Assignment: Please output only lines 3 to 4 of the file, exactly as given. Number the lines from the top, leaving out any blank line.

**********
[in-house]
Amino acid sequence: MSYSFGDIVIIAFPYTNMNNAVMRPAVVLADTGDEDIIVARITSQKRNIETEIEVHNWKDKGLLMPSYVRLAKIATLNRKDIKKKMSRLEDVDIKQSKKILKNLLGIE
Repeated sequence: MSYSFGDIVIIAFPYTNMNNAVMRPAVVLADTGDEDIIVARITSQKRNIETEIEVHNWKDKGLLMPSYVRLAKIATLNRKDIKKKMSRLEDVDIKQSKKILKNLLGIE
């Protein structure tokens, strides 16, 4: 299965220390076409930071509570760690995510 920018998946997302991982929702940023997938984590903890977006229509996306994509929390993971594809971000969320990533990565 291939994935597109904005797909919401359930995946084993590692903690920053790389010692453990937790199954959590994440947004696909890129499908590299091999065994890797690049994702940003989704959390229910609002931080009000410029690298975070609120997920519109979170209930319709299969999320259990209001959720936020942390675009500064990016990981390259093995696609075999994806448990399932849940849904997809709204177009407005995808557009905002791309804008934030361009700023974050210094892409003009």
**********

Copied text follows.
Repeated sequence: MSYSFGDIVIIAFPYTNMNNAVMRPAVVLADTGDEDIIVARITSQKRNIETEIEVHNWKDKGLLMPSYVRLAKIATLNRKDIKKKMSRLEDVDIKQSKKILKNLLGIE
């Protein structure tokens, strides 16, 4: 299965220390076409930071509570760690995510 920018998946997302991982929702940023997938984590903890977006229509996306994509929390993971594809971000969320990533990565 291939994935597109904005797909919401359930995946084993590692903690920053790389010692453990937790199954959590994440947004696909890129499908590299091999065994890797690049994702940003989704959390229910609002931080009000410029690298975070609120997920519109979170209930319709299969999320259990209001959720936020942390675009500064990016990981390259093995696609075999994806448990399932849940849904997809709204177009407005995808557009905002791309804008934030361009700023974050210094892409003009």